My Lords, For the first, of Levying War, I shall make bold to read the Case to your Lordships, before I speak to it: It's thus; The Earl did, by Warrant under his Hand and Seal, give Authority to Robert Savil, a Sergeant at Arms, and his Deputies, to Sess such numbers of Soldiers, Horse and Foot, of the Army in Ireland, together with an Officer, as the Sergeant should think fit, upon His Majesty's Subjects of Ireland, against their Will; this Warrant was granted by the Earl, to the end to compel the Subjects of Ireland to submit to the unlawful Summons and Orders made by the Earl upon Paper Petitions, exhibited to him in Case of private Interest between Party and Party; this Warrant was executed by Savil and his Deputies, by Sessing of Soldiers, both Horse and Foot, upon divers of the Subjects of Ireland, against their Wills, in Warlike manner, and at divers times the Soldiers continued upon the Parties, upon whom they were Sessed, and wasted their Goods, until such time as they had submitted themselves unto those Summons and Orders.
My Lords, This is a Levying War within the Statute of 25th Edw. III. The Words of the Statute are, If any Man do Levy War against our Lord the King in His Realm, this is declared Treason.
I shall endeavour in this, to make clear to your Lordships,
- 1. What shall be a Levying of War, in respect of the Motive or Cause of it.
- 2. What shall be said a Levying of War, in respect of the Action or Thing done.
- 3. And in the third Place, I shall apply them to the present Case.
It will be granted in this Levying of War, that Forces may be raised, and likewise used in Warlike manner, and yet no Levying of War within the Statute, that is, when the Forces are raised and employed upon private Ends, either of Revenge or Interest.
Before this Statute in Edw. the Ist's. time, the Title of a Castle was in difference between the Earls of Hereford and Gloucester, for the. maintaining of the Possession on the one side, and gaining of it on the other; Forces were raised on either side of many hundred Men; they marched with Banners displayed, one against another. In the Parliament, in the 20th Year of Edw. I. this was adjudged only Trespass, and either of the Earls Fined 1000 Marks a piece.
After the Statute in Hilary Term, in the 15th Year of Edw. III. in the Kings-Bench, Rot. 3. Nicholas Huntercome, in Warlike manner with 40 Men, armed amongst other Weapons, with Guns.(so ancient, as appears by that Record, they were) did much Spoil in the Manour of the Abbey of Dorchester in the County of Oxford; this was accounted no Treason, and so it hath been held by the Judges, That if one or more Town ship, upon pretence of saving their Commons, do in a Forcible and Warlike manner throw in Inclosures, this is only a Riot, no Treason.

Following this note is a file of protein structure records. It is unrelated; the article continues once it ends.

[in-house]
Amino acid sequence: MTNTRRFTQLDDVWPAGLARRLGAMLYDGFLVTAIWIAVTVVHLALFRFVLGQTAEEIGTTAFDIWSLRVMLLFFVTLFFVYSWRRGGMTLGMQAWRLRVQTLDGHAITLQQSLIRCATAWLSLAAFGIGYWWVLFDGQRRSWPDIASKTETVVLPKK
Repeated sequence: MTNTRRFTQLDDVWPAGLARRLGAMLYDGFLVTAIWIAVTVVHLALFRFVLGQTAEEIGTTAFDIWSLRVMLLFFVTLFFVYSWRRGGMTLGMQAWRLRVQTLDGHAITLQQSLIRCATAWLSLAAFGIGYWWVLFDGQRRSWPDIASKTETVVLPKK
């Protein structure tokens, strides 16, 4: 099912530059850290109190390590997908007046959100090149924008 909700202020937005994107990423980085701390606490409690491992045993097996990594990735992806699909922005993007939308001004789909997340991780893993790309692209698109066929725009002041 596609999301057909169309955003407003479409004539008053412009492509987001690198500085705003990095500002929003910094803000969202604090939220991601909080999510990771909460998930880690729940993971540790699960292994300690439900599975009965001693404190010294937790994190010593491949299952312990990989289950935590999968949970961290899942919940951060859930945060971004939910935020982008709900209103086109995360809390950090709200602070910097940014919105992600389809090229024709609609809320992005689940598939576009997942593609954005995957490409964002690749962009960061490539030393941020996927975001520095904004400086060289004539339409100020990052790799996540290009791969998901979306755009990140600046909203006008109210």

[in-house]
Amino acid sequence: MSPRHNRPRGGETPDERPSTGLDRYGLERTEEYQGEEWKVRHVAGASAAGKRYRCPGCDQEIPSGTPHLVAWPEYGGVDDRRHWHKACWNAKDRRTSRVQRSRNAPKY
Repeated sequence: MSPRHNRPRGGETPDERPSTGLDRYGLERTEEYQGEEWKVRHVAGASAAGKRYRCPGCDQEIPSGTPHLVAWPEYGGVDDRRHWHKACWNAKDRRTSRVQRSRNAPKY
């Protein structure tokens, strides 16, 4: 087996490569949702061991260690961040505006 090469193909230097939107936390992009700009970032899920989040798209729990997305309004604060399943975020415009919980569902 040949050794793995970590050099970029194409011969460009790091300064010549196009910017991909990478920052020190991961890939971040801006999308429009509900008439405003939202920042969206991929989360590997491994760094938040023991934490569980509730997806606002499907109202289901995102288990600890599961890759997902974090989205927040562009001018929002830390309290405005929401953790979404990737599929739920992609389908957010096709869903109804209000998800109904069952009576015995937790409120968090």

The words of the Statute 25 Edw. III. clear this Point, that if any Man ride Armed openly or Secretly with Men at Arms, against any other, to kill and rob, or to detain him until he hath made Fine and Ransom for his Deliverance, this is declared not to be Treason, but Felony or Trespass, as the Case shall require: all the printed Statutes which have it covertly or secret, are mis-printed, for the Words in the Parliament Roll, as appears in the 17th, are, Discovertment ou Secretement, open or secretly.
So that my Lords, in this of Levying War, the Act is not so much to be considered, but as in all other Treasons and Felonies, quo animo, with what Intent and Purpose?
My Lords, If the End be considerable in Levying War, it may be said that it cannot be a War, unless against the King, for the Words of the Statute are, If any Man Levy War against the King
That these Words extend farther than to the Person of the King, appears by the Words of the Statute, which in the beginning declares it to be Treason, to compass and imagine the Death of the King; and after other Treasons, this is to be declared to be Treason, to Levy War against the King; If Levying of War, extend no further than to the Person of the King, these Words of the Statute are to no Purpose, for then the first Treason of compassing the King's Death, had fully included it before, because that he which Levies War against the Person of the King, doth necessarily compass his Death.
It's a War against the King, when intended for Alteration of the Laws or Government in any Part of them, or to destroy any of the Great Officers of the Kingdom. This is a Levying War against the King;
1. Because the King doth Protect and Maintain the Laws in every part of them, and the Great Officers, to whose Care, he hath in his own stead, delegated the execution of them.